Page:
Even under the best of circumstances, filing for divorce can be an emotionally and financially taxing experience. That said, it is important to consider how filing for divorce at different times during the year can affect your tax situation. If you are considering filing for divorce this year, here is why you should do so early in the year—and save yourself a headache or two when Tax Day rolls around next year.
Your filing status is an important factor when it comes to taxes because it determines which forms you will need to file and how much of your income you will owe in taxes. When filing jointly as a married couple, both spouses are typically responsible for their combined incomes and debts. However, if you file separately as single individuals, each spouse is only responsible for their own individual income and debts. If a couple files separately after being married throughout the majority of the tax year, they may end up owing more than they would have had they filed jointly. Therefore, it is usually more beneficial to file together until the divorce becomes finalized—which means that timing matters.
IRS Withholdings: Another important factor when filing taxes as divorced individuals is IRS withholdings. When filing jointly, both spouses divide their withholdings between them in order to accurately reflect their joint incomes and liabilities. This arrangement can help ensure that neither spouse owes too much (or too little) come Tax Day. If you start your new year off withholding as a single person, you should withhold enough taxes to not have a tax surprise next year. But if you withheld all year expecting to file together and you are divorced before December 31, you might be in for a nasty tax surprise.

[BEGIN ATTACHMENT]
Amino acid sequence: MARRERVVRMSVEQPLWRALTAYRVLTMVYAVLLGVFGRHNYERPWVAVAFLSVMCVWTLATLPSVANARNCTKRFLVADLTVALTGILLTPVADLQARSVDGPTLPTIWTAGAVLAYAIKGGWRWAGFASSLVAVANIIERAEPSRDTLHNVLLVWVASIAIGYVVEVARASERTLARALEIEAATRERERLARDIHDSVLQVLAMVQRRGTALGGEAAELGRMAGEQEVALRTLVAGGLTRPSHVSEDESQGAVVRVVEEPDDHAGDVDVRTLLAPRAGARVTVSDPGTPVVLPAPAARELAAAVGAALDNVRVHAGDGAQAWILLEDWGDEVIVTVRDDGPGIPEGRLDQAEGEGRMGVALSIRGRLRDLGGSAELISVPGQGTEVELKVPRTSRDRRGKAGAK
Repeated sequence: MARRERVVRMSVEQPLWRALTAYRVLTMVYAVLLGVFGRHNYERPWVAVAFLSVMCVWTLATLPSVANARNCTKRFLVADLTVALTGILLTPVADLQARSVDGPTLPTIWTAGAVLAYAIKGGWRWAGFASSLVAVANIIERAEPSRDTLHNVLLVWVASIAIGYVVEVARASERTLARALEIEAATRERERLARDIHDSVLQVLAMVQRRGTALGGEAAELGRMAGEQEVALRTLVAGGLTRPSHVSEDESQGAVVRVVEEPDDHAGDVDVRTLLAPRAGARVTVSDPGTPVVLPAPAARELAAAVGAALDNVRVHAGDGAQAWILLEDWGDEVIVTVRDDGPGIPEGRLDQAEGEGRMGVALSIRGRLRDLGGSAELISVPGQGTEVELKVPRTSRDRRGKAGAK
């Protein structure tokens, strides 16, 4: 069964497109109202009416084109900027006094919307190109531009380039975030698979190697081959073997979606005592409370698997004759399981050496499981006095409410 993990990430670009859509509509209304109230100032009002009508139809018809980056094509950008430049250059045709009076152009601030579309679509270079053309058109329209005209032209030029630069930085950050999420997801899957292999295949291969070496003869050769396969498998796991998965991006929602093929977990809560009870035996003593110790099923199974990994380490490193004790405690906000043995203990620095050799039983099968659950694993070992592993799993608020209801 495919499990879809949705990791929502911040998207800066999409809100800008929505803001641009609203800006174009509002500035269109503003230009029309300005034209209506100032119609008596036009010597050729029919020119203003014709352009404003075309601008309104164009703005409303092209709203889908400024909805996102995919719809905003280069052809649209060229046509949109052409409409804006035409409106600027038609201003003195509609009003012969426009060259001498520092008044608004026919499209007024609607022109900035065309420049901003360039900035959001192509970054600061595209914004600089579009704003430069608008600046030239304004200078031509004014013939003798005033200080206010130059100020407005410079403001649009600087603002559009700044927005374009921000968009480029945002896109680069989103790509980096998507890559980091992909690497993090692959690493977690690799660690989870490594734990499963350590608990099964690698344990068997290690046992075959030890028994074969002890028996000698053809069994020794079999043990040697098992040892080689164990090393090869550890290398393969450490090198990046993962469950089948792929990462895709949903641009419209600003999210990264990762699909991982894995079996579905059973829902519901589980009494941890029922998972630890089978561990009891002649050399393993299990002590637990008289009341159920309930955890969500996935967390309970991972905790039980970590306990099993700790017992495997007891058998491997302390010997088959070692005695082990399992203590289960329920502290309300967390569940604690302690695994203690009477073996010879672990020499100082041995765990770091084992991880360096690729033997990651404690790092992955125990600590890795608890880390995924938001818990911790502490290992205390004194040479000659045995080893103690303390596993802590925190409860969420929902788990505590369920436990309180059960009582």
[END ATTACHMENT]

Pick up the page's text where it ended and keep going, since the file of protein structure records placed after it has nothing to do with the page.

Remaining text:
There is a second consideration to divorcing early in the year. It may let you drop your now-ex spouse from your health insurance, which might mean that you are actually bringing home more than you were when you were married.
Finally, when divorcing couples file taxes jointly before officially divorcing, they can maximize deductions – so long as their divorce does not become finalized before December 31st of that tax year. Additionally, if one spouse makes significantly more than the other (or has fewer dependents), then filing jointly before divorce may result in lower overall taxable income due to federal tax credits or deductions based on total household size and income level.
When divorcing couples choose to actually get divorced depends on many factors unique to each couple’s individual financial situations and goals. Ultimately though, understanding how timing affects taxation can go a long way towards helping divorcing couples make informed decisions about their finances—and ultimately set themselves up for financial success throughout the rest of the coming years.
So, if you are ready to move forward, reach out to my office. Call me or reach out through my website to see if I am the right lawyer to help you.